Research Project: "ACCELERATING IMPLEMENTATION OF HLB TOLERANT HYBRIDS AS NEW COMMERCIAL CULTIVARS FOR FRESH AND PROCESSED CITRUS"
Citrus is the most economically important fruit tree crop in Florida, contributing substantially to employment, and providing cultural context for many generations of growers. It had an estimated on-tree fruit value of $1.5 billion for 2006-07 prior to HLB and declined to $0.82 billion for 2015-16 (USDA, 2017). The value-added processed orange and grapefruit juice brings the industry value to $8-9 billion. Florida citrus is mainly a juice industry for which the main product is orange (Citrus x sinensis (L) Osbeck) juice with 90% of the oranges being juiced. Sixty percent of grapefruit (C. paradisi MacFadyen) grown in the U.S. is produced in Florida, with about half going to the fresh market and half processed for juice. Unfortunately, citrus greening or huanglongbing (HLB) is devastating the Florida citrus industry and is a serious threat to other citrus-growing states, with HLB-finds accelerating in CA and TX. The disease is also a threat to other citrus growers worldwide, such as Brazil and China.
HLB is caused by a phloem-restricted bacterium, Candidatus Liberibacter asiaticus (CLas) that is spread by the insect vector Diaphorina citri (Asian citrus pysllid or ACP). Sweet orange cultivars, which are actually interspecific, complex hybrids, range widely in traits such as time of ripening, sugar/acid levels, aroma profiles and overall fruit/juice quality. Individual cultivars arose through mutations selected over generations (possibly millennia) of clonal propagation so they are almost genetically identical (Novelli et al., 2006). Sweet orange cultivars are the most widely planted tree fruits in the world (FAOSTAT, 2017) and dominate the Florida citrus processing industry and CA fresh fruit industry. Unfortunately, sweet orange is highly susceptible to HLB (Stover et al., 2011, 2016).
Largely due to the advent of HLB, Florida orange production has declined by over 70% in the last 10 years. If this trend is not reversed, processing plants will not have enough fruit to maintain profitability and will shut down. The loss of this valuable infrastructure cannot be easily recovered. Several major processing plants have closed, leaving 6 major plants open but operating well below capacity. There may not be enough fruit to justify operations for all of them next season. Packing houses have likewise declined from 106 to 26 in the last 16 years (hurricanes and disease). Therefore, it is vital to put HLB tolerant citrus trees into growers’ hands to maintain and ultimately increase yields. For this to happen our objective is to identify HLB-tolerant scion genotypes that will be acceptable for fresh fruit and juice varieties (either alone or in blends for juice) and permit profitable citrus production and maintaining infrastructure.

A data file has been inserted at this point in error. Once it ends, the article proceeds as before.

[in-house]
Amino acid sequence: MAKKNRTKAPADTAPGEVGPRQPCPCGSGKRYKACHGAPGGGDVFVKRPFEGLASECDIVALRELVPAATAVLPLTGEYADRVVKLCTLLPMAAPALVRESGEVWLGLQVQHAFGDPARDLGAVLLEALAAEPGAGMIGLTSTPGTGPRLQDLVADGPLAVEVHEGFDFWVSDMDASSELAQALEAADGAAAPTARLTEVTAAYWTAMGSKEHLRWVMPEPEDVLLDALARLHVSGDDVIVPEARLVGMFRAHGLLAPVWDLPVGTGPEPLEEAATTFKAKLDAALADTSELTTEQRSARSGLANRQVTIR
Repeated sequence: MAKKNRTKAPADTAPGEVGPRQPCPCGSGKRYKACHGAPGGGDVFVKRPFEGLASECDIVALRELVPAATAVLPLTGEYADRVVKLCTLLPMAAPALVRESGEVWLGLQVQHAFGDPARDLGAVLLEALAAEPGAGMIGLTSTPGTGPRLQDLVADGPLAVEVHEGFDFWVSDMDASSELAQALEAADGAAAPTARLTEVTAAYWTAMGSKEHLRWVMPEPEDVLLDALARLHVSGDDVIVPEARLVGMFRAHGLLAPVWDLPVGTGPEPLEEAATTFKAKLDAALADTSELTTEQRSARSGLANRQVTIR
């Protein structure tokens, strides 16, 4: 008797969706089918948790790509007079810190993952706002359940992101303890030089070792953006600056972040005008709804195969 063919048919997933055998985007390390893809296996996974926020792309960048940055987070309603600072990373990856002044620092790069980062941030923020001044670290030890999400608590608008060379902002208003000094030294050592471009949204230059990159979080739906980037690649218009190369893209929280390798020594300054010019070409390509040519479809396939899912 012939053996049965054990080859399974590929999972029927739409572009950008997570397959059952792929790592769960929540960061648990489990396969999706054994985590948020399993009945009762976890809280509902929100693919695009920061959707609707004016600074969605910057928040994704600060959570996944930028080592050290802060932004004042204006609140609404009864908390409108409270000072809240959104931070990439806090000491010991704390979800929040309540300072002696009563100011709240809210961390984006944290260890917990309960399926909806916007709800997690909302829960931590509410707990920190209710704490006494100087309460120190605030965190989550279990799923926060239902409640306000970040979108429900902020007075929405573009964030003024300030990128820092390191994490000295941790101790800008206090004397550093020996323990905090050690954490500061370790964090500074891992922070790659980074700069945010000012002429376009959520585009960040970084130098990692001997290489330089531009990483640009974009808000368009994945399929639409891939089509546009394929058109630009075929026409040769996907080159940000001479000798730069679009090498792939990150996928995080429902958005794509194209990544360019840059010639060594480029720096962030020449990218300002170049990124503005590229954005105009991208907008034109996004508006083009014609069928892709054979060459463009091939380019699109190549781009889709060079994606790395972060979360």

Florida law requires that orange juice, the main citrus product, be comprised of at least 90% sweet orange juice. Given the poor growth, cropping, and reduced fruit quality common in HLB-affected (CLas-infected) sweet orange, the Florida juice industry may want to reconsider this restriction. Transitioning to different cultivars with greater HLB-tolerance and ultimately resistance is critical to a sustainable Florida citrus juice industry, especially if orange-like and grapefruit-like juice, already demanded by consumers, can be maintained. Classification of some tolerant hybrids as “sweet orange” based on their volatile and perhaps non-volatile chemical profiles may be one avenue to get HLB-tolerant germplasm in the field for use as juice oranges, as was done for ‘Ambersweet’ in 1989 (Stover et al., 2016; Hearn, 1989).
This project is focused on identifying HLB-tolerant scion cultivars that can be quickly mobilized for use by the US citrus industry. We will 1) identify HLB-resistant/tolerant hybrids with good flavor quality (including orange-like and grapefruit-like); 2) Identify DNA markers associated with tolerance to expedite screening and provide confidence in selecting scion genotypes considered promising and explore tolerance-related responses to pathogen effectors/pathogen-associated molecular patterns (PAMPs), for use as a screening tool; 3) develop a transgenic strategy to enhance cultivars resistance responses; 4) characterize fruit and juice quality of HLB-tolerant scions, for use either as stand-alone varieties, hybrid classification as “orange” and/or development of juice combinations to supplement the current processing stream; and 5) communicate these results to facilitate industry implementation of HLB-tolerant scion cultivars.